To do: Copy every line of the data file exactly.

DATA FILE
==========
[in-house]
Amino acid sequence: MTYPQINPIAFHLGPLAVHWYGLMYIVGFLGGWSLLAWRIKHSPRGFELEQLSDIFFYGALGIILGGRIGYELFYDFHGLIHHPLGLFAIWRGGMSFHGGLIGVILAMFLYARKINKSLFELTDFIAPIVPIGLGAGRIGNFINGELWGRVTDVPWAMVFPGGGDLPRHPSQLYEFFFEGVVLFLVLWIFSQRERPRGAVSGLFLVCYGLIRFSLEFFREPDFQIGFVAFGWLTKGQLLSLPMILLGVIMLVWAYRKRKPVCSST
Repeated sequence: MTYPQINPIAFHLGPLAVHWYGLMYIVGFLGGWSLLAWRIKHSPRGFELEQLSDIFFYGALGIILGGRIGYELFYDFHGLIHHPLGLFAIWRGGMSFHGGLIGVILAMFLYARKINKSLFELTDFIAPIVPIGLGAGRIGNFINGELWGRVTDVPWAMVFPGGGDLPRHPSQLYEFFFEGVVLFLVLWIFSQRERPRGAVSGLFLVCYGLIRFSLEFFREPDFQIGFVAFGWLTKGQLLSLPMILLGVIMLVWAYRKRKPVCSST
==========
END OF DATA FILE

[in-house]
Amino acid sequence: MTYPQINPIAFHLGPLAVHWYGLMYIVGFLGGWSLLAWRIKHSPRGFELEQLSDIFFYGALGIILGGRIGYELFYDFHGLIHHPLGLFAIWRGGMSFHGGLIGVILAMFLYARKINKSLFELTDFIAPIVPIGLGAGRIGNFINGELWGRVTDVPWAMVFPGGGDLPRHPSQLYEFFFEGVVLFLVLWIFSQRERPRGAVSGLFLVCYGLIRFSLEFFREPDFQIGFVAFGWLTKGQLLSLPMILLGVIMLVWAYRKRKPVCSST
Repeated sequence: MTYPQINPIAFHLGPLAVHWYGLMYIVGFLGGWSLLAWRIKHSPRGFELEQLSDIFFYGALGIILGGRIGYELFYDFHGLIHHPLGLFAIWRGGMSFHGGLIGVILAMFLYARKINKSLFELTDFIAPIVPIGLGAGRIGNFINGELWGRVTDVPWAMVFPGGGDLPRHPSQLYEFFFEGVVLFLVLWIFSQRERPRGAVSGLFLVCYGLIRFSLEFFREPDFQIGFVAFGWLTKGQLLSLPMILLGVIMLVWAYRKRKPVCSST